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  1. Member
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    Hello all,

    I hope this is a pretty basic question-

    I've been playing around with ffmpegx and subtitles.... If I am playing an avi movie in VLC or movie player and I download an srt subtitle file, I love how the subtitles appear at the bottom of the screen: the font is very smooth. It looks like plain white arial text on a sort of misty, smooth black cloud, which interferes with neither the text nor the movie.

    In the screenshot image below, you can see how the appearance of the three text formats line up.

    The first image, the one on top, is how a particular selection of text looks in VLC running an srt file for the subtitles. The second image, the one in the middle, is how the text looks in ffmpegx's preview of the movie, and the preview is run using mplayes.

    The third and bottom image is the problem. See how the letters are ragged and the black background of the letters is no longer smooth? (Yes, the text is smaller, but that is not the problem, it looks just as bad, just as ragged in a larger size.) This is how the text looks after ffmpegx creates a disc image of the movie, with the subtitle imbedded in the img file.

    SO you can see the difference, right? I have been playing around with this since Christmas and I can't figure it out. How do I get the appearance of the text to remain the same in the final img file with ffmpegx??

    If you can answer this, THANK YOU!

    [url=https://forum.videohelp.com/images/guides/p1941853/picture%204.png]picture%204.png[/url
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  2. Explorer Case's Avatar
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    I think I can explain it, but it won't do you much good: there isn't much you can do to improve it.

    The issue is that your subtitle text is converted from a smooth font rendering *at monitor resolution* to a bitmap image at *movie resolution*. This becomes quite visible because most movie playback is not at 100%, but at full screen (200% or more), when the jaggies in high-contrast-areas (such as non-moving white letter-shapes) show more.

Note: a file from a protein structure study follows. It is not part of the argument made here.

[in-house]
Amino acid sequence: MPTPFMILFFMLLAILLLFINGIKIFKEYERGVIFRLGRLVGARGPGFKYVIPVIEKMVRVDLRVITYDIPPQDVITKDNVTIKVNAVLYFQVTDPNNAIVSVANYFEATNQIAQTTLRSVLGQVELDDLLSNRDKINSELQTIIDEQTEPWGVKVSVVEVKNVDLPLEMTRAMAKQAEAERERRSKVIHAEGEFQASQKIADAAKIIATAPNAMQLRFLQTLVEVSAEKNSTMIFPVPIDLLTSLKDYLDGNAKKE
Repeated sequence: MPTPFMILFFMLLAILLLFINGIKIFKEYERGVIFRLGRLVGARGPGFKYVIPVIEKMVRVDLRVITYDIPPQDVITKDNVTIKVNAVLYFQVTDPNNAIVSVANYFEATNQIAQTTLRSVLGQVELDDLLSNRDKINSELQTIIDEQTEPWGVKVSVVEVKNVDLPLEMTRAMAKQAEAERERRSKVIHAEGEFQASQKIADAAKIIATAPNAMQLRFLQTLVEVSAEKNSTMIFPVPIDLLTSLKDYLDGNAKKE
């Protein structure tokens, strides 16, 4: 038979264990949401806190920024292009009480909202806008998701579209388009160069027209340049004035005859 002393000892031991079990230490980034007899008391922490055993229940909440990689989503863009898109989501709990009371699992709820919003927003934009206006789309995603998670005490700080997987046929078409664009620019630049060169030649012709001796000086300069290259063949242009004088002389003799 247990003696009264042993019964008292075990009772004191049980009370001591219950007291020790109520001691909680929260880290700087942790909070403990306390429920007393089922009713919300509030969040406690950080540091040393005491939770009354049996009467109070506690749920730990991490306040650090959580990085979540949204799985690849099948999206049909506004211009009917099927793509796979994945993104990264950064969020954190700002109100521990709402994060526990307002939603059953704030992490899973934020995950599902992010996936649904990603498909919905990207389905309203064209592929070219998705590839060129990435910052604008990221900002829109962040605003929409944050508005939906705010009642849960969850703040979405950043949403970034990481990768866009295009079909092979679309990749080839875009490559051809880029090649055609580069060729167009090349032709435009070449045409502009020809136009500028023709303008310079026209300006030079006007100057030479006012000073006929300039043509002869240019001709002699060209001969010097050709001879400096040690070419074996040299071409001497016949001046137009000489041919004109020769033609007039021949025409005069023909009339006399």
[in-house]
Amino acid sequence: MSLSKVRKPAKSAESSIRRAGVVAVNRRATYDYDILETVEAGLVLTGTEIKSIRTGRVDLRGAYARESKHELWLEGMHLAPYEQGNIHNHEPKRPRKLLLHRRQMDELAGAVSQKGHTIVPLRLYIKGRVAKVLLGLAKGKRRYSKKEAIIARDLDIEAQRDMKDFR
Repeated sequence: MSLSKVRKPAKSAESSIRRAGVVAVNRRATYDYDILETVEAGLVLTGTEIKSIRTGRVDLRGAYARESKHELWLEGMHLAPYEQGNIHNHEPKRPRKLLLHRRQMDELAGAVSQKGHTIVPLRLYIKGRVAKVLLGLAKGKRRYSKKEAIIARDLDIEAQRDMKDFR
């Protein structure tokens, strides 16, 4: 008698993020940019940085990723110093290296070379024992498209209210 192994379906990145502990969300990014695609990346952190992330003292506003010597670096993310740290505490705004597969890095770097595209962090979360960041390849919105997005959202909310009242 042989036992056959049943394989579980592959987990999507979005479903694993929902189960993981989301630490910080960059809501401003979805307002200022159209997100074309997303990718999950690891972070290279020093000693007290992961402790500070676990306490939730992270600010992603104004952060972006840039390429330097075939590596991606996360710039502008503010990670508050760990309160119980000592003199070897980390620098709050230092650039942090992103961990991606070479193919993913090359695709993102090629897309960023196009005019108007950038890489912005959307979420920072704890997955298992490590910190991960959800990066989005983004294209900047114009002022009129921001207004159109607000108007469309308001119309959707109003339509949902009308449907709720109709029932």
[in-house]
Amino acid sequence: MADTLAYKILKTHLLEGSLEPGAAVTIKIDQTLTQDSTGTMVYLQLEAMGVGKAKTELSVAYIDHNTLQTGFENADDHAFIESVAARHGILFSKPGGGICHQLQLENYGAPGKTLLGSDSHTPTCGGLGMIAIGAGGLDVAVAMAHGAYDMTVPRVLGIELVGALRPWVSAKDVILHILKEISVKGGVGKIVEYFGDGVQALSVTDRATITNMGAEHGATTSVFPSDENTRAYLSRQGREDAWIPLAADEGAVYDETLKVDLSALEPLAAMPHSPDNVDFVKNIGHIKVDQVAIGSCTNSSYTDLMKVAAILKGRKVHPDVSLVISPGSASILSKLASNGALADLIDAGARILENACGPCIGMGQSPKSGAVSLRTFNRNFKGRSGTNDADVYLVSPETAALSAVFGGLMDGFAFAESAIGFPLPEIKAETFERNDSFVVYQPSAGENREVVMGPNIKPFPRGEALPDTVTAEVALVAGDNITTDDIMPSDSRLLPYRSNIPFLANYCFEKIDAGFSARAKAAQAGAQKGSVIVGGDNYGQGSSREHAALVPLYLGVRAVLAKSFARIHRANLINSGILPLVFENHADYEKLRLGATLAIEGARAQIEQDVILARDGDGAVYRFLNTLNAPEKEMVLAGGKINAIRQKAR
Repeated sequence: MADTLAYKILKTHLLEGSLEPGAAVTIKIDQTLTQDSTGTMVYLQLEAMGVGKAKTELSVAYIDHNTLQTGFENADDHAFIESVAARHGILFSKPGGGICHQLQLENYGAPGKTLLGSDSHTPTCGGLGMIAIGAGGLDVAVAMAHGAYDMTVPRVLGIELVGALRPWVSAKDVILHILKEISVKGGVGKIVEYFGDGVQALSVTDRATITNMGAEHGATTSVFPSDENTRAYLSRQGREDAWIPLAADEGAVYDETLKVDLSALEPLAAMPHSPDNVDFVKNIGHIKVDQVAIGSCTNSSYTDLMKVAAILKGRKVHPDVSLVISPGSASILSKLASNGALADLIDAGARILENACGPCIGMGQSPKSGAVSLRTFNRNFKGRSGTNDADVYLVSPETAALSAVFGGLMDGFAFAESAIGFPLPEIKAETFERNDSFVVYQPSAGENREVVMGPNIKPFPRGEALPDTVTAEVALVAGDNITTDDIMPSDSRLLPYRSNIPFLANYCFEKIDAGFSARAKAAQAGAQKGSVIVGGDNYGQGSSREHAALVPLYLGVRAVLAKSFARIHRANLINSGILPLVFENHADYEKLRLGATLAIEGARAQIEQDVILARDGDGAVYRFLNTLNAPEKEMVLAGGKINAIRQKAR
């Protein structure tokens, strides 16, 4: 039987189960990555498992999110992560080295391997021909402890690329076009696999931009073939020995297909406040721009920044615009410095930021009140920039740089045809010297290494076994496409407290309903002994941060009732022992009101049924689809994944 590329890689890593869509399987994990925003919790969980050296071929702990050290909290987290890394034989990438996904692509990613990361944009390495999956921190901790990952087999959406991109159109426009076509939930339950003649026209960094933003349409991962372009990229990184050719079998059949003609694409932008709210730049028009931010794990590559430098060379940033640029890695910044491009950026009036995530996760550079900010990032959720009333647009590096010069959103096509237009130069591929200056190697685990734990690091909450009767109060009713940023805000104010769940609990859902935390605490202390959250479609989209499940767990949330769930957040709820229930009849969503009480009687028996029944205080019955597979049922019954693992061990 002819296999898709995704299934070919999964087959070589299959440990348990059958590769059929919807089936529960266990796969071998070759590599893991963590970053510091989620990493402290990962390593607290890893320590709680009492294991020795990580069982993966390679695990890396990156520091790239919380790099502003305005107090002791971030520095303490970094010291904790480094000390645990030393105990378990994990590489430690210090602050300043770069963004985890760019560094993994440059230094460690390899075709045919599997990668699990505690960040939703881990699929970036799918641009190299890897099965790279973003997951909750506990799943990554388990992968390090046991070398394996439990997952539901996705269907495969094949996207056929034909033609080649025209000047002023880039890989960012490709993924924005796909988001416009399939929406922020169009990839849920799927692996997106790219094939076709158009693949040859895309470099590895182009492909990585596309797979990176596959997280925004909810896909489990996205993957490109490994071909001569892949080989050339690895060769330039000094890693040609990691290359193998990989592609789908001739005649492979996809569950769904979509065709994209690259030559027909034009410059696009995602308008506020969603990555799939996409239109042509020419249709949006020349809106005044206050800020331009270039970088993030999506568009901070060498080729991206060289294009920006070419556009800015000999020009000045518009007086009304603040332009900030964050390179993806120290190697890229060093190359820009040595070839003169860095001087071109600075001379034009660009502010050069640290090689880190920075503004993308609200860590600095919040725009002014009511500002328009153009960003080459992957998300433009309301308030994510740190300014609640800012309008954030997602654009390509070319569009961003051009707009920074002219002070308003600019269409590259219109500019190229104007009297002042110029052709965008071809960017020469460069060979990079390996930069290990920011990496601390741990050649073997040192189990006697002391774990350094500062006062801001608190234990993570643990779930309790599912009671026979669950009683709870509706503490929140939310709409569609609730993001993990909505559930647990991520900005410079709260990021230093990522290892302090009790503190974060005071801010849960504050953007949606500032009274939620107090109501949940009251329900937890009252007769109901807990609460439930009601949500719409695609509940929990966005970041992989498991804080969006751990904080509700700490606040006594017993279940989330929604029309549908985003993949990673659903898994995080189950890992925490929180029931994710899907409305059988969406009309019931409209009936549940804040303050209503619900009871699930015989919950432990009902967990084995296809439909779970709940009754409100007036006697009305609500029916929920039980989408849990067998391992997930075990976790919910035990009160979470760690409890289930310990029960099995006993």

It is perhaps a bit easier on the eyes with a large font or a bold font, as the raggedness is then a relative smaller percentage of the overall letter shape.
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  3. The last subtitle image was resized with a nearest neighbor (aka point) resizing filter. See if there is an option anywhere in your process that lets you select a different resizing filter. Look for bilinear, bicubic, etc.
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  4. Member
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    Hey, Case and jagabo,

    Thanks for your help!

    I can change the font to a bold font that looks good and see if that helps, so that is definitely a tip worth trying, Case!

    As for the resizing filter, I did find some of the keywords that you mentioned, jagabo, but not where I was expecting them so I'm not sure what they'll do. Here is a screenshot of where they appear in my version of ffmpegx, is that what you meant? And if so, does it matter which one to select or shall I just go ahead and experiment? (This could take a few days.... 8) )

    Thanks again!

    picture%202.png
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  5. Those resizing options are in the Divx encoder options. I don't know ffmpegx and I don't know exactly what you're doing but I don't think you would be using the Divx encoder when making a DVD. I'm guessing you are making a regular movie DVD since you speak of a "disc image". If you are making a data DVD with Divx files on it you would be using the Divx settings. In any case, it should be easy to run a test using different settings. It looks like the default is Fast Bilinear. Try Bicubic or Lanczos instead.
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  6. Member
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    Hi jagabo,